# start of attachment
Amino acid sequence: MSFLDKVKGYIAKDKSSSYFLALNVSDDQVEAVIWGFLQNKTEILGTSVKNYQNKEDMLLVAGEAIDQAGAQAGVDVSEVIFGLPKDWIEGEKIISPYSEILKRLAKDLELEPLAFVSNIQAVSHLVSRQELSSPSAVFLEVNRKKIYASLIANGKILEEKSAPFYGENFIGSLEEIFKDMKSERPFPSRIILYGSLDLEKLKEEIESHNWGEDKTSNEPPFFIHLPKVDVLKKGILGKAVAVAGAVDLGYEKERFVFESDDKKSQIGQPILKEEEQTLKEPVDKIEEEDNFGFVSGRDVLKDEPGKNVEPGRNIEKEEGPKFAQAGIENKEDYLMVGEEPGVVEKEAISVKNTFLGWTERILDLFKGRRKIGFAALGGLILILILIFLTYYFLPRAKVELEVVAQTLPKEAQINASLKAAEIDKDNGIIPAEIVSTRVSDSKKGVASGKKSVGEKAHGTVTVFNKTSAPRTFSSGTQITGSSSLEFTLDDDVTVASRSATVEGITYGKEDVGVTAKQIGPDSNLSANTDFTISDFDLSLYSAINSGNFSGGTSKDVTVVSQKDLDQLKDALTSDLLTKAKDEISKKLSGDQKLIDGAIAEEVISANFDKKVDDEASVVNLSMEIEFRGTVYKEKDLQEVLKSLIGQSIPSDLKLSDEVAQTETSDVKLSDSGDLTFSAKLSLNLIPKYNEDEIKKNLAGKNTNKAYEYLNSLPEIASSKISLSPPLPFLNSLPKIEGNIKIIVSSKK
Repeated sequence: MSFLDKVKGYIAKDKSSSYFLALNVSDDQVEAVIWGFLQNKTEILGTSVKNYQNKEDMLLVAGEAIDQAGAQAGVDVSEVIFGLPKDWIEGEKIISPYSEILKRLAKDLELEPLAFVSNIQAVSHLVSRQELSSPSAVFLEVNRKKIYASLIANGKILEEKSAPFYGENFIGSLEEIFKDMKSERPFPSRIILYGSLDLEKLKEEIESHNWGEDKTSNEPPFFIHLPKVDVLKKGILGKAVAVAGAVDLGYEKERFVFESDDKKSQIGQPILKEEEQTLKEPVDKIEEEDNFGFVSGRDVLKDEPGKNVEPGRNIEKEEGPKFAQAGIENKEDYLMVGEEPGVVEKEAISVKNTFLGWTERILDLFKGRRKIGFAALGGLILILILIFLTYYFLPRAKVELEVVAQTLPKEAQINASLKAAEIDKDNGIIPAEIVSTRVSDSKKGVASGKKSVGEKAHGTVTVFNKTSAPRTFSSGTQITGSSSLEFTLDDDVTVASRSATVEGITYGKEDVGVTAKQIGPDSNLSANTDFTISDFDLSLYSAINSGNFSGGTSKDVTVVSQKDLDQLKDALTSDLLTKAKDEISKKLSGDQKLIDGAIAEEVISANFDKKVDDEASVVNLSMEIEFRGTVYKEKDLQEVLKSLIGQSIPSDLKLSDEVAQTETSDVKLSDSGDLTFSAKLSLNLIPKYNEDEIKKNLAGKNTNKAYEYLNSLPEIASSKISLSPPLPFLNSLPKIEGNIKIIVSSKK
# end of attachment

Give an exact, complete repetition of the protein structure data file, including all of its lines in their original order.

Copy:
Amino acid sequence: MSFLDKVKGYIAKDKSSSYFLALNVSDDQVEAVIWGFLQNKTEILGTSVKNYQNKEDMLLVAGEAIDQAGAQAGVDVSEVIFGLPKDWIEGEKIISPYSEILKRLAKDLELEPLAFVSNIQAVSHLVSRQELSSPSAVFLEVNRKKIYASLIANGKILEEKSAPFYGENFIGSLEEIFKDMKSERPFPSRIILYGSLDLEKLKEEIESHNWGEDKTSNEPPFFIHLPKVDVLKKGILGKAVAVAGAVDLGYEKERFVFESDDKKSQIGQPILKEEEQTLKEPVDKIEEEDNFGFVSGRDVLKDEPGKNVEPGRNIEKEEGPKFAQAGIENKEDYLMVGEEPGVVEKEAISVKNTFLGWTERILDLFKGRRKIGFAALGGLILILILIFLTYYFLPRAKVELEVVAQTLPKEAQINASLKAAEIDKDNGIIPAEIVSTRVSDSKKGVASGKKSVGEKAHGTVTVFNKTSAPRTFSSGTQITGSSSLEFTLDDDVTVASRSATVEGITYGKEDVGVTAKQIGPDSNLSANTDFTISDFDLSLYSAINSGNFSGGTSKDVTVVSQKDLDQLKDALTSDLLTKAKDEISKKLSGDQKLIDGAIAEEVISANFDKKVDDEASVVNLSMEIEFRGTVYKEKDLQEVLKSLIGQSIPSDLKLSDEVAQTETSDVKLSDSGDLTFSAKLSLNLIPKYNEDEIKKNLAGKNTNKAYEYLNSLPEIASSKISLSPPLPFLNSLPKIEGNIKIIVSSKK
Repeated sequence: MSFLDKVKGYIAKDKSSSYFLALNVSDDQVEAVIWGFLQNKTEILGTSVKNYQNKEDMLLVAGEAIDQAGAQAGVDVSEVIFGLPKDWIEGEKIISPYSEILKRLAKDLELEPLAFVSNIQAVSHLVSRQELSSPSAVFLEVNRKKIYASLIANGKILEEKSAPFYGENFIGSLEEIFKDMKSERPFPSRIILYGSLDLEKLKEEIESHNWGEDKTSNEPPFFIHLPKVDVLKKGILGKAVAVAGAVDLGYEKERFVFESDDKKSQIGQPILKEEEQTLKEPVDKIEEEDNFGFVSGRDVLKDEPGKNVEPGRNIEKEEGPKFAQAGIENKEDYLMVGEEPGVVEKEAISVKNTFLGWTERILDLFKGRRKIGFAALGGLILILILIFLTYYFLPRAKVELEVVAQTLPKEAQINASLKAAEIDKDNGIIPAEIVSTRVSDSKKGVASGKKSVGEKAHGTVTVFNKTSAPRTFSSGTQITGSSSLEFTLDDDVTVASRSATVEGITYGKEDVGVTAKQIGPDSNLSANTDFTISDFDLSLYSAINSGNFSGGTSKDVTVVSQKDLDQLKDALTSDLLTKAKDEISKKLSGDQKLIDGAIAEEVISANFDKKVDDEASVVNLSMEIEFRGTVYKEKDLQEVLKSLIGQSIPSDLKLSDEVAQTETSDVKLSDSGDLTFSAKLSLNLIPKYNEDEIKKNLAGKNTNKAYEYLNSLPEIASSKISLSPPLPFLNSLPKIEGNIKIIVSSKK